The debate over the future of the abandoned Rockaway Long Island Railroad (LIRR) line is heating up, and while a proposal to convert the viaduct into a version of the High Line called the QueensWay has gained early momentum with support from the likes of Governor Cuomo, it looks like an alternative proposal to restore the long-defunct rail line is picking up steam as well. According to the Queens Chronicle, a source revealed that Representatives Hakeem Jeffries and Greg Meeks will call for for federal transportation subsidies to return the line to rail service. For residents, the reactivation of the railroad could mean a significantly faster commute into Manhattan.
Madison Square Garden has been on the move since its inception in 1879 as a 10,000-square-foot boxing, bike racing, and ice hockey venue in an old railroad depot at Madison Avenue and 26th Street. The facility later moved into an ornate Moorish-style building designed by famed Stanford White, architect of the Penn Station, which the arena notoriously replaced at its fourth and current home on 33rd Street in Midtown (after a brief stop on 50th Street). Now, if community boards, civic and planning groups, and Manhattan Borough President Scott Stringer get their way, the venue will be sent packing once again.
Many conferences leave audiences sitting in a dark theater while speakers and panelists perform on stage. At Facades + PERFORMANCE, April 11-12 in NYC, attendees have the opportunity to have in-depth conversations with architects, fabricators, developers, and engineers. Day 2 Dialog workshops, a new feature at this year’s conference, offer participants an opportunity to interact with some of the industry’s top experts in an intimate, seminar-style setting with a goal of encouraging inquiry and problem-solving.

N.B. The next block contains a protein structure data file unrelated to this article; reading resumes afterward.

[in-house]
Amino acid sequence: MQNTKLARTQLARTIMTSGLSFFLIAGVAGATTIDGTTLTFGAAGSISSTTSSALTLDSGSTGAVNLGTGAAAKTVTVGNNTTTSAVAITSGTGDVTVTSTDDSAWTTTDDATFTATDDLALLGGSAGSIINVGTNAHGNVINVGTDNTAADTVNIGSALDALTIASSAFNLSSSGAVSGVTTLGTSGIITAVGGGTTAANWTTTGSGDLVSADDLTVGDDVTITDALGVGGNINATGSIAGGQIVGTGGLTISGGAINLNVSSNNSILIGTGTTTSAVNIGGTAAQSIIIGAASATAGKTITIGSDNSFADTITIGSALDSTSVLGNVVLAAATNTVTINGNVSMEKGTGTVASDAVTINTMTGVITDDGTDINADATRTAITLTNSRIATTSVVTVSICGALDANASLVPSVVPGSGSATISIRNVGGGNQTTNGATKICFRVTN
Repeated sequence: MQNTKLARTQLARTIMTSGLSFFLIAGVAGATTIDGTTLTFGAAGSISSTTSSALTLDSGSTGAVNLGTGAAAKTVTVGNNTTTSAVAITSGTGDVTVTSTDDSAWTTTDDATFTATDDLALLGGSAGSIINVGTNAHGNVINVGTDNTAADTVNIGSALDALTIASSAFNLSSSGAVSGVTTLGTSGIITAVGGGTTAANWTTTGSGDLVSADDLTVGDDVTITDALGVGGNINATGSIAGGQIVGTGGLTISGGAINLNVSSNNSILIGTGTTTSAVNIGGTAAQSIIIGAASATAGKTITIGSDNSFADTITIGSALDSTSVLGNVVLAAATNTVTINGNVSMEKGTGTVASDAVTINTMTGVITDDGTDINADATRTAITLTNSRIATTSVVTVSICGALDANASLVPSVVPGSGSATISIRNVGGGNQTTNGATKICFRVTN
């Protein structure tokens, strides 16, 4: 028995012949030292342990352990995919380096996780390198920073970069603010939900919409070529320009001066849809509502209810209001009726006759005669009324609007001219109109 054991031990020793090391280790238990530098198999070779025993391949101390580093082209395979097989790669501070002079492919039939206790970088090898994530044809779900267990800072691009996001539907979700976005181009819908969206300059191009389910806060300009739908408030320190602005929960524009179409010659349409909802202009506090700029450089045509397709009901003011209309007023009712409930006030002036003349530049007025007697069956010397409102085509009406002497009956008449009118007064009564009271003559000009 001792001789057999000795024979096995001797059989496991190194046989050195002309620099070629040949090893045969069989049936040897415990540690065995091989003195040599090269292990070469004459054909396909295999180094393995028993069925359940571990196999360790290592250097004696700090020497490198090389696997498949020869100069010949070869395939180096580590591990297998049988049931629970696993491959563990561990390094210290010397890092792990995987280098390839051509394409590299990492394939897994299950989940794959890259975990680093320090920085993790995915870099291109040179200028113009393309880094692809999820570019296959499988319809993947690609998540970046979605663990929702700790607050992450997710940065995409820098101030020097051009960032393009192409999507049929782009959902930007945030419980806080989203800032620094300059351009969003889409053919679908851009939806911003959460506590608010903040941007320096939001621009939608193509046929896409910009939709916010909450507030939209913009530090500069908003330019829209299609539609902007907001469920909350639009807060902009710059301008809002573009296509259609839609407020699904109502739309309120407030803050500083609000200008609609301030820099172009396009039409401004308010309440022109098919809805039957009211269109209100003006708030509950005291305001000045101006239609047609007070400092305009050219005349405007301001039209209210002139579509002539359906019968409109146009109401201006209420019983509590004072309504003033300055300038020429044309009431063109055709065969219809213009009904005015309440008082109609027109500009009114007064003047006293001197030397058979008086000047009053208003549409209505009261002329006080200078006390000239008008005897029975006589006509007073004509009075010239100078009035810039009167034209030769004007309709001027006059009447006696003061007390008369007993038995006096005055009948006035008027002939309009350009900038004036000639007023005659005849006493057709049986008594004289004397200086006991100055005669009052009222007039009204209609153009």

Participants can select one workshop each from morning and afternoon sessions to create a customized daylong schedule that best suits their professional goals. For those interested in the renovation of large commercial facades in the urban environment and the use of contemporary curtainwall technology to renovate old masonry buildings, a special full-day session, “The Challenge and Opportunity Presented by an Aging Building Stock” is being led by Mic Patterson, director of strategic development at the facade technology firm Enclos. The workshop meets at Enclos’ Advanced Technology Studio, but to discuss retrofitting there’s no better classroom than the city of Manhattan itself—the group will conclude the day with a visit the Javits Center for a tour of the recently reclad building. As part of the program, case studies will be presented by Robert Golda of Heintges; William Paxson & Mayin Yu from Davis Brody Bond, and Hamid Vossoughi of Halsall Associates.
Up to 8 AIA/CES LU or LU/HSW credits available. Register here.
Check out the full Dialogue Workshops menu after the jump.
Last Wednesday, the New York City Council unanimously approved plans to tear down the current Pier 17 in the South Street Seaport and build a new $200 million SHoP Architects-designed mall in its place, marking the end of the long and sometimes contentious ULURP approval process. Crain’s reported that Dallas-based developer Howard Hughes made some concessions to the council including pushing back construction on the project to allow Hurricane Sandy-battered tenants to have an additional summer season, with construction now anticipated to begin on October 1st.
HNTB’s Squibb Park Pedestrian Bridge connecting the Brooklyn Heights Promenade with Brooklyn Bridge Park opened to the public last Thursday. The $4.9 million bridge was built using “trail bridge technology” with galvanized steel cables and cylindrical black locust timbers, providing an efficient and lightweight structure that, as a sign at the entrance to the bridge warns, quite literally puts a bounce in visitors’ steps. “The bridge is very light weight. You will feel yourself walking across the bridge,” HNTB’s Chief Engineer Ted Zoli said at a construction tour in December. On AN‘s visit to the bridge Friday morning, traversing the spans did in fact provide a bouncy effect.